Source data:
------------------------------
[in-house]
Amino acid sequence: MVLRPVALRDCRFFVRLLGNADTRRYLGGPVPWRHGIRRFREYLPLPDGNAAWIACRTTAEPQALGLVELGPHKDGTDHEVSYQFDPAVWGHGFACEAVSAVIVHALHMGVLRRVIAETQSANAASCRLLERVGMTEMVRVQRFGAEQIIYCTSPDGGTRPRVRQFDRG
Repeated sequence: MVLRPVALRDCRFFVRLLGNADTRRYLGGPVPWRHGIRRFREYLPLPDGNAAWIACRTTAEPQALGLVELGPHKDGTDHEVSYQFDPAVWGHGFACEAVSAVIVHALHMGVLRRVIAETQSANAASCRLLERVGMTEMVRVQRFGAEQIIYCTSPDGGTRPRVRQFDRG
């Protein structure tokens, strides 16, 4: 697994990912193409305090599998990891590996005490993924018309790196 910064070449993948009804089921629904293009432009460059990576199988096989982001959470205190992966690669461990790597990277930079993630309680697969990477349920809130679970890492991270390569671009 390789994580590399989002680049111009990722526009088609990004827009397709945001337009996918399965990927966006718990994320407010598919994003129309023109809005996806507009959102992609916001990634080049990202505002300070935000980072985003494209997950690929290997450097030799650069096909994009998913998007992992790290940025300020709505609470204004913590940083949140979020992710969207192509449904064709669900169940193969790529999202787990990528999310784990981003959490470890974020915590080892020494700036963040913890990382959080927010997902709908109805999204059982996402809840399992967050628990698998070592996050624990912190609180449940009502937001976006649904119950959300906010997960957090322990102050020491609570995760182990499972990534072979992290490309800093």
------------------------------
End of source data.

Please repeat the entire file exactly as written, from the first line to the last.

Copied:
[in-house]
Amino acid sequence: MVLRPVALRDCRFFVRLLGNADTRRYLGGPVPWRHGIRRFREYLPLPDGNAAWIACRTTAEPQALGLVELGPHKDGTDHEVSYQFDPAVWGHGFACEAVSAVIVHALHMGVLRRVIAETQSANAASCRLLERVGMTEMVRVQRFGAEQIIYCTSPDGGTRPRVRQFDRG
Repeated sequence: MVLRPVALRDCRFFVRLLGNADTRRYLGGPVPWRHGIRRFREYLPLPDGNAAWIACRTTAEPQALGLVELGPHKDGTDHEVSYQFDPAVWGHGFACEAVSAVIVHALHMGVLRRVIAETQSANAASCRLLERVGMTEMVRVQRFGAEQIIYCTSPDGGTRPRVRQFDRG
């Protein structure tokens, strides 16, 4: 697994990912193409305090599998990891590996005490993924018309790196 910064070449993948009804089921629904293009432009460059990576199988096989982001959470205190992966690669461990790597990277930079993630309680697969990477349920809130679970890492991270390569671009 390789994580590399989002680049111009990722526009088609990004827009397709945001337009996918399965990927966006718990994320407010598919994003129309023109809005996806507009959102992609916001990634080049990202505002300070935000980072985003494209997950690929290997450097030799650069096909994009998913998007992992790290940025300020709505609470204004913590940083949140979020992710969207192509449904064709669900169940193969790529999202787990990528999310784990981003959490470890974020915590080892020494700036963040913890990382959080927010997902709908109805999204059982996402809840399992967050628990698998070592996050624990912190609180449940009502937001976006649904119950959300906010997960957090322990102050020491609570995760182990499972990534072979992290490309800093």